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2
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1answer
164 views

Can two electrons have the same momentum and spin directions?

I am trying to understand the Pauli exclusion principle. Here is an except from Feynman Lectures on Physics It just isn’t possible at all for two Fermi particles—such as two electrons—to get into ...
0
votes
1answer
50 views

Few particle fermion system wavefuction

Suppose I have 3 fermions($\left|\psi_1\right\rangle$, $\left|\psi_2\right\rangle$, $\left|\psi_3\right\rangle$) and a system with 3 states ( $\left|1\right\rangle$, $\left|2\right\rangle$, ...
9
votes
3answers
127 views

How does the Pauli exclusion principle create a force in degenerate matter?

My understanding is that when it comes to forming a white dwarf, it is the electron degeneracy pressure, due to the Pauli Exclusion Principle, preventing collapse in of the white dwarf. If the ...
8
votes
1answer
87 views

What causes Paulis Exclusion Principle?

Currently I'm taking an astrophysics class and has now come across electron degeneracy. As far as I understand, the reason why white dwarfs and such, does not collapse, is due to this, meaning that ...
1
vote
0answers
41 views

Pauli's exclusion principle? [duplicate]

What is the idea behind Pauli s exclusion principle? Why should an electron or any particle having non integral spin obey this principle?
2
votes
1answer
31 views

Reconciling electron subshell configurations and the Pauli exlcusion principle

I'd like to prefix this with an apology: I have no formal training in QP, and most of what I know has been obtained by reading Wikipedia. As such, it'd be really helpful if any answers took my lack of ...
3
votes
1answer
60 views

Is “microbunching” in a free electron laser limited by the Pauli exclusion principle?

As I understand it, a free electron laser can basically be pictured as a synchrotron light source with an undulator which by the particular setup causes the electrons to self-attune so that they ...
5
votes
3answers
125 views

Question about the exclusion principle

I understand the Pauli exclusion principle like this: For two electrons to occupy the same state their spins must be opposite. If the two electrons are in different states (different spatial ...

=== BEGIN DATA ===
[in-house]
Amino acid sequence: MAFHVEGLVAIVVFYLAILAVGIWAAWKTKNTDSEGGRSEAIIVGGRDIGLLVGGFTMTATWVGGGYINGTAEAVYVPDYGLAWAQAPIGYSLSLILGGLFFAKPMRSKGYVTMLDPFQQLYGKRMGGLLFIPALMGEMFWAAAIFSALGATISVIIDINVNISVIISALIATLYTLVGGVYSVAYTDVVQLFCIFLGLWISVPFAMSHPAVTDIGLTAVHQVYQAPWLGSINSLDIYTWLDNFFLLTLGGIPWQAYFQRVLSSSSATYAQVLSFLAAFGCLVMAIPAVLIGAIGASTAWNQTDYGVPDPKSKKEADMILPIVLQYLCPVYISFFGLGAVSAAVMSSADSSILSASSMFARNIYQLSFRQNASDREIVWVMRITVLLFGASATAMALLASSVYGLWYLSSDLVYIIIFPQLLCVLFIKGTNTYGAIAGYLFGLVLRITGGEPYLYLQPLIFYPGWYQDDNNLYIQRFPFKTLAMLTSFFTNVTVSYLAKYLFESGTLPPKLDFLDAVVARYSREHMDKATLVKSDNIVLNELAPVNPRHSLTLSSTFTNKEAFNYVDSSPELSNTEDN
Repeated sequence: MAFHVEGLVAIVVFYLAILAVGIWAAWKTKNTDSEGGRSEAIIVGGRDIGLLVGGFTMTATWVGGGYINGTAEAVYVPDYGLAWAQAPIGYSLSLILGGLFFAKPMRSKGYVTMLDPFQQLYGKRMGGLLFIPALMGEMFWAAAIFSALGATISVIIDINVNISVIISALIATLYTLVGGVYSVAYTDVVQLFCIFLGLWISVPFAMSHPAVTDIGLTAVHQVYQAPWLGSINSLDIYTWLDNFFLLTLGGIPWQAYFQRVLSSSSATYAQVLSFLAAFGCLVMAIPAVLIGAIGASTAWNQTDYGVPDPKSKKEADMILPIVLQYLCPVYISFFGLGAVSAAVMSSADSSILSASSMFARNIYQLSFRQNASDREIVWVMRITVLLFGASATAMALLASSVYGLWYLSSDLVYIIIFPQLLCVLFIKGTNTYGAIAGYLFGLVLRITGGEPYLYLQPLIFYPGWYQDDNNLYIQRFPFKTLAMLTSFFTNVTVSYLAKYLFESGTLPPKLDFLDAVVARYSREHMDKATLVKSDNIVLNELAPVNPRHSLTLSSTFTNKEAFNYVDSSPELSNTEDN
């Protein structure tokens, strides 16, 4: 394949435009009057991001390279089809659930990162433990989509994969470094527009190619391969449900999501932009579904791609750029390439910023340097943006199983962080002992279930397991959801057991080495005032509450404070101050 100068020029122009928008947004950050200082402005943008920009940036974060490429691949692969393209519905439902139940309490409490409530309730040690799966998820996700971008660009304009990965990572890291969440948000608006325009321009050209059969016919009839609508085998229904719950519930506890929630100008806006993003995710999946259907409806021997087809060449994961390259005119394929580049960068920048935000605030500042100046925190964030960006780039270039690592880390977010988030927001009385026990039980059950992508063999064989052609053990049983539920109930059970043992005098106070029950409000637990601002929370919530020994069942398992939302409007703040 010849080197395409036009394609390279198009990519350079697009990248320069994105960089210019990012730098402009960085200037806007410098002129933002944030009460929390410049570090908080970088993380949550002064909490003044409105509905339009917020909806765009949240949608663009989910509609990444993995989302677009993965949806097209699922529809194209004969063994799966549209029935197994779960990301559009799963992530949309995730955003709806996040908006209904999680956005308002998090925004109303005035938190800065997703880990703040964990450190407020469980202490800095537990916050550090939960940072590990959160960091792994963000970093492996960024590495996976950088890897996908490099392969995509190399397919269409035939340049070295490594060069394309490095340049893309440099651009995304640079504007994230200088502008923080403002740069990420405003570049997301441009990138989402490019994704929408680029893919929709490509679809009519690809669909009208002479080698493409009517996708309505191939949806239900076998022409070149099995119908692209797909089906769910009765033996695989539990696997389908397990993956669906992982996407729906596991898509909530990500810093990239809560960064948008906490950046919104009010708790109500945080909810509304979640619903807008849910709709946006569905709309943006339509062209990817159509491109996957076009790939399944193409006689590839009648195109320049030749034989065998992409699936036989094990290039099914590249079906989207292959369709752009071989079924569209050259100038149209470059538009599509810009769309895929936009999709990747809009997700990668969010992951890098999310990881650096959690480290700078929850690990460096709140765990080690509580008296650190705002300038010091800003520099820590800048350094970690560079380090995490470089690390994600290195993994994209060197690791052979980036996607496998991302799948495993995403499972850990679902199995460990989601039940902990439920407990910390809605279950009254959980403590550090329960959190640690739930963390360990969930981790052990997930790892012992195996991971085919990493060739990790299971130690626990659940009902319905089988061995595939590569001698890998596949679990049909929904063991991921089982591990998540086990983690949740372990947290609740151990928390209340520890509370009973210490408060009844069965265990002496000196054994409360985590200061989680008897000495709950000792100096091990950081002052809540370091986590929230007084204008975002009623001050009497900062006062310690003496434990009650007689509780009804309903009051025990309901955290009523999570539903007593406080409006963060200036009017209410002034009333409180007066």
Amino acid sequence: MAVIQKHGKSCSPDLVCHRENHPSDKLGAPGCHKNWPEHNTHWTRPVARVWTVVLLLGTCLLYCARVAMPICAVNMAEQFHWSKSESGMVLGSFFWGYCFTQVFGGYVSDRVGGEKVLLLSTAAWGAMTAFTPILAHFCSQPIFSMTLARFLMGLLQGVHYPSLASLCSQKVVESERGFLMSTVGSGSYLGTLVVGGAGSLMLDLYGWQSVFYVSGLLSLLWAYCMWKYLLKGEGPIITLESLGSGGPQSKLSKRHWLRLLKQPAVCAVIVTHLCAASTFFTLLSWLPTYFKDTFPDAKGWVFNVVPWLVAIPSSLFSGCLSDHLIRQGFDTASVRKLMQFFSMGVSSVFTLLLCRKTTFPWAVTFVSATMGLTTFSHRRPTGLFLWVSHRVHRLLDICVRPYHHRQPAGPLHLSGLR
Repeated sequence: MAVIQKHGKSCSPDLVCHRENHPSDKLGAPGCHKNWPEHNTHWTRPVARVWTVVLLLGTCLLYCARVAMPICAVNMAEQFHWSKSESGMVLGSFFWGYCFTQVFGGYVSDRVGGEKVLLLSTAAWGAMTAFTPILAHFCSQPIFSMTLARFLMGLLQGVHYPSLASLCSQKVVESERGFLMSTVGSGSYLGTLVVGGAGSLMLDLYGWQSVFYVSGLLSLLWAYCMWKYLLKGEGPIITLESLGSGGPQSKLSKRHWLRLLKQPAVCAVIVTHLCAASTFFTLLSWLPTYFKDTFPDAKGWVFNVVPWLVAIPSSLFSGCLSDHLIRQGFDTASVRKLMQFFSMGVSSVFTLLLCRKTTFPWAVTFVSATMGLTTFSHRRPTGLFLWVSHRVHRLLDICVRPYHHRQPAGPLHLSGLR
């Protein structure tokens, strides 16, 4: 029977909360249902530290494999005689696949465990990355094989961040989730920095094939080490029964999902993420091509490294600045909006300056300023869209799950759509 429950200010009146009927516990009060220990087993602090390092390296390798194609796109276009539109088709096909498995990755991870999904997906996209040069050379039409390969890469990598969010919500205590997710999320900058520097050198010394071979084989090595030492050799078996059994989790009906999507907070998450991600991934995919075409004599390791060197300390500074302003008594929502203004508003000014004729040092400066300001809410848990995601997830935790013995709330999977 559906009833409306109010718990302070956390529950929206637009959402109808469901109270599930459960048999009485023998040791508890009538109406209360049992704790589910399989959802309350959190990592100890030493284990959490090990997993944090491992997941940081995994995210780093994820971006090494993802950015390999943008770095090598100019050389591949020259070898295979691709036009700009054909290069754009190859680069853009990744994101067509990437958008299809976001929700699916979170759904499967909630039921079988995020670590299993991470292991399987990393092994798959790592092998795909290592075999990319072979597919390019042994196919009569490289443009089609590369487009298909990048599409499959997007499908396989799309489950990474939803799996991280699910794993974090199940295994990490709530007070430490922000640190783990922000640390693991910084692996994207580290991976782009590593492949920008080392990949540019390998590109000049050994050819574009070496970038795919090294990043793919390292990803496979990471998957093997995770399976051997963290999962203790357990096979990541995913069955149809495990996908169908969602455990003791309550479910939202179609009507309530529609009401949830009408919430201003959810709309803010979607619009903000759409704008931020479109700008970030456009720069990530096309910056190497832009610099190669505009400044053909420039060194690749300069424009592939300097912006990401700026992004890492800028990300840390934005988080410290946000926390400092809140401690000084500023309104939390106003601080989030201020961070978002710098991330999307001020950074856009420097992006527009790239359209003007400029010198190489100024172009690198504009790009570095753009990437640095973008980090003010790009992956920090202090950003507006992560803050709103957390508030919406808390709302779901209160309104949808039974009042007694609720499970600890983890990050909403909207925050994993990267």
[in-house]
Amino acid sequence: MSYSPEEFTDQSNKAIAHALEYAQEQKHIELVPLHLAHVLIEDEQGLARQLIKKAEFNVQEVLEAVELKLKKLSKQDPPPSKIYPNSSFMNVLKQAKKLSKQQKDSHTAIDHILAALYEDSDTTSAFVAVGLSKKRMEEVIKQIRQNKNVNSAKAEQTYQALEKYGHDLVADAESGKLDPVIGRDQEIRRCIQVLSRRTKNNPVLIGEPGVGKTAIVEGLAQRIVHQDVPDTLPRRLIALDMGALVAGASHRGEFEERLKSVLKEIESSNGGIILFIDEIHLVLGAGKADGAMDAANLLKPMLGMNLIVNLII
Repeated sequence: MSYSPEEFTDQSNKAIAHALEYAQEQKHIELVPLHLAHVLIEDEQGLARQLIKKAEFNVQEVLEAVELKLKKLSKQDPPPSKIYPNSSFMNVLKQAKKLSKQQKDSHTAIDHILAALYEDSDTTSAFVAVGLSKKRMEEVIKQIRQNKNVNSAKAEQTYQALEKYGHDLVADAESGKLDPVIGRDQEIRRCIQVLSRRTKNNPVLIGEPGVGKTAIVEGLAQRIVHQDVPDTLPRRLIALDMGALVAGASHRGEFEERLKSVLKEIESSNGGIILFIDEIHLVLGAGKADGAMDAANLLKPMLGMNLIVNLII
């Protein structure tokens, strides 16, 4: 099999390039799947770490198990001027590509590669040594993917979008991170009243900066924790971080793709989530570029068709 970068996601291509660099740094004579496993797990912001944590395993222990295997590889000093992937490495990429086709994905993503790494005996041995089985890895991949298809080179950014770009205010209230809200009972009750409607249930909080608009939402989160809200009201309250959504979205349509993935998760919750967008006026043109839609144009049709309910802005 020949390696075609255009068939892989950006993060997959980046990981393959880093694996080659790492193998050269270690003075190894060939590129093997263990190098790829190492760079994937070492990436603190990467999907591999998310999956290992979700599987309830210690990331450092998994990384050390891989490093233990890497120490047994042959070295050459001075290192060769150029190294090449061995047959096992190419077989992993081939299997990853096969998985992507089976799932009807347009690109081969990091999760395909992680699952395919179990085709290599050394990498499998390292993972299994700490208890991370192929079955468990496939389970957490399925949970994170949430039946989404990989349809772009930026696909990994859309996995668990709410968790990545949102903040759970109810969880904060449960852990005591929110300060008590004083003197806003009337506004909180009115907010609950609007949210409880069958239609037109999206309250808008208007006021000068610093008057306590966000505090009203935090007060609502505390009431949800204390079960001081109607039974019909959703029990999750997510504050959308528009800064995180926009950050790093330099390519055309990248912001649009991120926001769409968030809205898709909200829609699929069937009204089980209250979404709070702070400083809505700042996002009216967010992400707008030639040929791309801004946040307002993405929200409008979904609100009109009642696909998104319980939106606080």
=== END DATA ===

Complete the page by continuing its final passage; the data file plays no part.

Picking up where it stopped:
6
votes
6answers
587 views

Electron shells in atoms: What causes them to exist as they do?

I have seen similar posts, but I haven't seen what seems to be a clear and direct answer. Why do only a certain number of electrons occupy each shell? Why are the shells arranged in certain distances ...
3
votes
1answer
145 views

Why do the anticommutation relations imply Fermi–Dirac statistics (Pauli Exclusion Principle) for the field quanta?

I was reading the following article Fermion FIelds and discovered the following passage not fully explained to me : It is these anticommutation relations that imply Fermi–Dirac statistics for ...
1
vote
0answers
63 views

How to show that two spin one half particles must form a anti-symmetric wavefunction?

I am stuck on how to connect the ideas that two spin half particles must form a anti-symmetric wavefunction. Is there a proof on how to show that two spin one half particles must form a anti-symmetric ...
3
votes
2answers
231 views

Pauli's Exclusion Principle

Can someone tell me how Pauli's Exclusion Principle gives stability to matter? I know two electrons cannot occupy the same energy state so that is why we cannot squeeze bulk matter after a limit and ...
3
votes
2answers
260 views

Why there are no uuu and ddd baryons with spin 1/2?

What is preventing $Δ^{++}$ and $Δ^-$ baryons from going to a lower-energy state with spin 1/2 similar to that of protons and neutrons? I don't think the Pauli exclusion principle can prevent it ...
2
votes
3answers
332 views

What does the Pauli Exclusion Principle say about a superposition of spin states?

Suppose we have an atom. It is commonly said that because of the PEP, two electrons can't be in the ground state unless they have opposite spins, because no two electrons can have the same ...
2
votes
2answers
60 views

How do I describe two entangled electrons in the same state except for a different spin

I am trying to formulate the wave function that describes two entangled electons having the same position but opposite spin. According to the Pauli exclusion principle this should be possible. And ...
2
votes
0answers
55 views

What are the parameters for Pauli's repulsion pseudo-force?

I have found the following formula for the repulsion potential due to the overlap of the electron clouds arising from Pauli's exclusion principle: $$V = A\exp(-r/\phi)$$ where r is the distance ...
2
votes
1answer
128 views

Is there a connection between exclusion principle and the speed of light?